- Neelys Landing man shot, killed by highway patrol trooper after traffic stop (05/01/16)43
- Cape student sues, accuses school officials of slamming her to ground multiple times (04/28/16)49
- Missouri House votes to allow concealed weapons without permits (04/28/16)8
- River Ridge Winery changes hands (05/02/16)
- Police report filed, but no charges in incident at Cape Central (04/29/16)40
- 2016 All-Missourian Boys Basketball (04/29/16)
- Statement: Man says cops’ good work drove him to grow his own marijuana (05/01/16)1
- Bob Evans restaurant in Cape Girardeau among chain's 21 closings (04/26/16)9
- Senator introduces bill for I-57 that would connect Sikeston with Little Rock (04/28/16)4
- Hopper Road to close for months during construction of Veterans Drive (04/27/16)9
To your health: Heart disease not just a man's problem
In this country, heart disease is the leading cause of death for both men and women. Unfortunately, many women in this country think heart disease is a man's disease. Numerous studies have found that women are more concerned about breast cancer than heart disease. However, women are more likely to die from heart disease than they are from any type of cancer. Each year, more than half a million women suffer heart attacks. Of these women, 100,000 are under the age of 65 and more than 30,000 of these are under 55.
Consequently, in 2004, the American Heart Association (AHA) started a national campaign called Go Red for Women. The movement is designed to make women more aware of their risk for heart disease and to take action to reduce that risk. Go Red for Women has been very successful and millions of people across the country have participated. The AHA has used the color red and the red dress icon to bring more attention to the issues surrounding women and heart disease. Go Red for Women empowers women with the knowledge and tools needed to take positive action to reduce their risks of heart disease and stroke and protect their health.
The Go Red for Women movement gives women tips and information on healthy eating, exercise and risk factor reduction, such as smoking cessation, weight maintenance, blood pressure control and blood cholesterol management. This information is available on the Go Red for Women website at www.goredforwomen.org. A useful interactive feature called the Go Red Heart Check Up allows women to assess their heart health.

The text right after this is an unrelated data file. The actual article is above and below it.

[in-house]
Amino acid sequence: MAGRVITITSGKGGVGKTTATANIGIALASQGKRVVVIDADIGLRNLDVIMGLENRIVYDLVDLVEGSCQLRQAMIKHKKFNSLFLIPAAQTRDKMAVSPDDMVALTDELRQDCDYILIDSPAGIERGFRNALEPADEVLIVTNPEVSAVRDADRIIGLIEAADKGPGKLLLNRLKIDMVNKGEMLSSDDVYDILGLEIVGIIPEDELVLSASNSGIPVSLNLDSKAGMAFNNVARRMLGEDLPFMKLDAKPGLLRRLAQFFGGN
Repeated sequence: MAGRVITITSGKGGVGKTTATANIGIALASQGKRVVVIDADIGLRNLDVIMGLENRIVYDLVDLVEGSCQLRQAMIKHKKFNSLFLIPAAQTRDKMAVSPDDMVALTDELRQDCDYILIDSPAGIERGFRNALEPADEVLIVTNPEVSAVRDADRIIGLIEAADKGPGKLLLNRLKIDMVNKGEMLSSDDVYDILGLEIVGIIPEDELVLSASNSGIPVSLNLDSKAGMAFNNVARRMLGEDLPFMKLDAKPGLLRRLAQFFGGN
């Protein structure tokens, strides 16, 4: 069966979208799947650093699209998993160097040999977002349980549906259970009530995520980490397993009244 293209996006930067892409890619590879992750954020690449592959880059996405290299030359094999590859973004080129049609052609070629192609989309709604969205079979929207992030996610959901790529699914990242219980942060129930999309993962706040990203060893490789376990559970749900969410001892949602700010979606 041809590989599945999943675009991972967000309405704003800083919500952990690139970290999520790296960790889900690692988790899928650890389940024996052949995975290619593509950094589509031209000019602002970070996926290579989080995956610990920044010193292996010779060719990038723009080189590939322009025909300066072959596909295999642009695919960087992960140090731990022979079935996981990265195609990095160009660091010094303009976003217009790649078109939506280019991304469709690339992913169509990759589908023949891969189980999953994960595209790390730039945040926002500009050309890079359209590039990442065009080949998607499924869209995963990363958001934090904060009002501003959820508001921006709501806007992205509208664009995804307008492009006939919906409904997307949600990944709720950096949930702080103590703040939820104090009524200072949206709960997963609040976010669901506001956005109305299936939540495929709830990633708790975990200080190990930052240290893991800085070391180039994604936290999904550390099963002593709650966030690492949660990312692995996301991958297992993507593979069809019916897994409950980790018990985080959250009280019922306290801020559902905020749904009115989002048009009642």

Go Red luncheons are coordinated in various communities across the country. The luncheons feature activities and topics to educate women about cardiovascular disease, risk factors and their heart health. Go Red for Women luncheons also feature local guest speakers and medical experts. There is no Go Red for Women Luncheon in Cape Girardeau, but on April 9, Saint Francis Medical Center will sponsor the third annual Heart to Heart Luncheon at the Osage Community Centre. Heart to Heart is provided by Saint Francis and members of the community who formerly participated on the Go Red for Women committee through the American Heart Association. The medical center and the committee members want to keep the momentum of heart disease education going strong to further benefit women in this region. Last year, more than 200 local women and a few men gathered to take the first step toward a healthier lifestyle. The 2010 event will feature health screenings, educational exhibits, door prizes and a delicious, heart-healthy meal catered by Ray's of Kelso, along with the keynote presentation, "A Merry Heart is Really Good Medicine," by Kathleen Passanisi, an internationally recognized humorist. Doors open at 11 a.m. for educational exhibits and screenings and the lunch and keynote presentation will begin at noon. Tickets are available at Fitness Plus or by calling (573) 331-5327.
The federal government is also trying to focus attention on women and heart disease. It has initiated an awareness campaign called The Heart Truth. Each year in February, a Friday is designated as National Wear Red Day. This is a day when Americans nationwide are encouraged to take women's health to heart by wearing red to show their support for women's heart disease awareness. Everyone can join The Heart Truth on National Wear Red Day to help spread the critical message that "Heart Disease Doesn't Care What You Wear: It's the #1 Killer of Women." Everyone can participate in the national movement by wearing their favorite red dress, skirt, shirt, blouse, tie, scarf, hat or any other clothing item. More information about The Heart Truth can be found at www.nhlbi.nih.gov/health/hearttruth/.
Dr. Jeremy Barnes is with the Department of Health, Human Performance and Recreation at Southeast Missouri State University.